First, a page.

like all my dreams." Bret, thanks for sharing.
But all this takes me back to that question the new tester at the EuroStar conference posed, "Why don't developers do a better job of testing their own code?" I believe there are three significant reasons.
First, many organizations do not perform even an elementary risk analysis to understand what "clean enough" means. One of James Bach's great contributions to our field is the concept of "good enough testing"; the weighing of the costs to our company of additional testing against the costs that would accrue from delivering defective software. About the fable, Larry asks, "What's the value proposition to the kids to perform the activity?" In most cases, we don't know. And if we don't know, how can any of us determine what is good enough and when to stop?
Second, we don't pay enough attention to defining, training, implementing, and supporting effective testing processes. About the fable, Jim notes, "…if parents…are willing to invest in this end, then the battle is more than half won. … Some lip service is given to the concept of a clean room, but this often results in paltry room-to-cleaner ratios such as 10:1." Clearly, if we don't know what is good enough, then we cannot know at what level to staff and support testing.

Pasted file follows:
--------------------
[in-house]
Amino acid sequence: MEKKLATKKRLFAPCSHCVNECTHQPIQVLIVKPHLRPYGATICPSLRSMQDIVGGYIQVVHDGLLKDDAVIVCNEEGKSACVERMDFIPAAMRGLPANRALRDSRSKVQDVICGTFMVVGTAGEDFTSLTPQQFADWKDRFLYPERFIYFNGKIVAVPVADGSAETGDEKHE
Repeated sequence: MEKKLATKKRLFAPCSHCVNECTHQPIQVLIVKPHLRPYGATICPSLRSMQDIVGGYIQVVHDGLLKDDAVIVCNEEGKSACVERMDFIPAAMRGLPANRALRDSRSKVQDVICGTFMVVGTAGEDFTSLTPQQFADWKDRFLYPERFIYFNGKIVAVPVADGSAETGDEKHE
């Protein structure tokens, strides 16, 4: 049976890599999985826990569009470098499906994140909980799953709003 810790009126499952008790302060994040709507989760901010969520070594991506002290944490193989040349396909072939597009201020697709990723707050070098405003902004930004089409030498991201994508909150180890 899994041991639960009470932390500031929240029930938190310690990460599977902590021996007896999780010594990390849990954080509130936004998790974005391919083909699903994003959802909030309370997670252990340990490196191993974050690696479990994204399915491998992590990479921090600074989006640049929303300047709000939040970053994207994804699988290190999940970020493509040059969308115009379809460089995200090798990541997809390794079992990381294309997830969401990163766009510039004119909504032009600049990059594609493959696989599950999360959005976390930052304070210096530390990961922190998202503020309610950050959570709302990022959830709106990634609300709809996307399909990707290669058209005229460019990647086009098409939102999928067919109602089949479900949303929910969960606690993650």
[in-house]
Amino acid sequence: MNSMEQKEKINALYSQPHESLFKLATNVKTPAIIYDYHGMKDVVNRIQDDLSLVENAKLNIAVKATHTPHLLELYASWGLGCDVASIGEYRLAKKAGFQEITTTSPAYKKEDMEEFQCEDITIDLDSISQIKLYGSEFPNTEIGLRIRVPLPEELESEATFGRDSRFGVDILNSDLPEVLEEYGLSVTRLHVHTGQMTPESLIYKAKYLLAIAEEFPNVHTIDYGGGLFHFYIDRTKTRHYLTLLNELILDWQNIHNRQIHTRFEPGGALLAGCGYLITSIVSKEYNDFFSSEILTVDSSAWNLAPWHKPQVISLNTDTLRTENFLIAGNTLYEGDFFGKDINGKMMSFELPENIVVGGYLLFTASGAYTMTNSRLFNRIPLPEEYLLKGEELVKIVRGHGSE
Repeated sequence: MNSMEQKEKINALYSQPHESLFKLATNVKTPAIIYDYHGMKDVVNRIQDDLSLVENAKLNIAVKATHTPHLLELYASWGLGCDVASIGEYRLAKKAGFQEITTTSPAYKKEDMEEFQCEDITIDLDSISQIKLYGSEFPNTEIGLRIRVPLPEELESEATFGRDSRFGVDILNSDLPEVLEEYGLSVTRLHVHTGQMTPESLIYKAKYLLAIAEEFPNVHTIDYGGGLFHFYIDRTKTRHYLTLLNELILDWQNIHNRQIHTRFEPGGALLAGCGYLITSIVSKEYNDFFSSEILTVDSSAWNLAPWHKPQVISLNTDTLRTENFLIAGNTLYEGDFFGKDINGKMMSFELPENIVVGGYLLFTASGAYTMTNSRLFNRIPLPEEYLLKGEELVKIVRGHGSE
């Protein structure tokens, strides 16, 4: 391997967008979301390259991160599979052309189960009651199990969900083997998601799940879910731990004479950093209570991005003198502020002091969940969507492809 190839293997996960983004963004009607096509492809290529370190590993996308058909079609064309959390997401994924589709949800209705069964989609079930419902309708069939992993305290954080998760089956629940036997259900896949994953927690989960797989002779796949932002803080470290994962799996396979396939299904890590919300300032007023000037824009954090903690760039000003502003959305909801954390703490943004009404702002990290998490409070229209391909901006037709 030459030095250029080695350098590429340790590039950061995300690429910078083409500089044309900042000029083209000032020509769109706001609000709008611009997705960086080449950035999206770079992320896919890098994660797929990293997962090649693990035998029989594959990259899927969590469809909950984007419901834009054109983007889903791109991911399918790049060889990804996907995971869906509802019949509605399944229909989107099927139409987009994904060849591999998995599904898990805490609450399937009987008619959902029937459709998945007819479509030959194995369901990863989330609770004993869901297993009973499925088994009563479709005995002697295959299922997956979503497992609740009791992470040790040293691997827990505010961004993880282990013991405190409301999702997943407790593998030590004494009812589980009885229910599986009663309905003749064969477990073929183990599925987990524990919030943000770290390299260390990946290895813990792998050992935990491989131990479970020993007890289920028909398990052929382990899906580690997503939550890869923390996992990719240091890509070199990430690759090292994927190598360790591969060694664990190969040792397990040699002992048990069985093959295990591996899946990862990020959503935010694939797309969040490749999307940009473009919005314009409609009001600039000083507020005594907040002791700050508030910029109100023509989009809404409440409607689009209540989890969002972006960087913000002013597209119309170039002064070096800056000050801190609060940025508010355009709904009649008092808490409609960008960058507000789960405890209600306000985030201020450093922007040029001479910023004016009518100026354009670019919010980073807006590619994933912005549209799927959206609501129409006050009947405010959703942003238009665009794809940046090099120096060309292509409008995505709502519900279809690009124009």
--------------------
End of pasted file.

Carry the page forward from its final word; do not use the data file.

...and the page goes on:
Third, we don't generally reward testing by developers. About the fable, Jim suggests that, "At some point, a level of (professional) maturity should awaken these 'children' to the importance of cleaning their own rooms." I disagree. Rather, I think that David hit the nail on the head when he wrote, "The children are not rewarded for cleaning their rooms." I would add, nor are they punished for not cleaning. Many of your comments place the blame on the "children." I would place it squarely on their management. If our reward/punishment mechanisms are "upside-down," if we reward the wrong thing, if we punish the wrong thing, we will get the wrong thing. Most human beings understand the reward/punishment mechanisms at work in their organizations and conform their behavior to them. When we see behavior that is curious, strange, or just plain wrong, we should first examine what is being rewarded and what is being punished.
Thanks to all of you who commented. I appreciate your contribution to our understanding.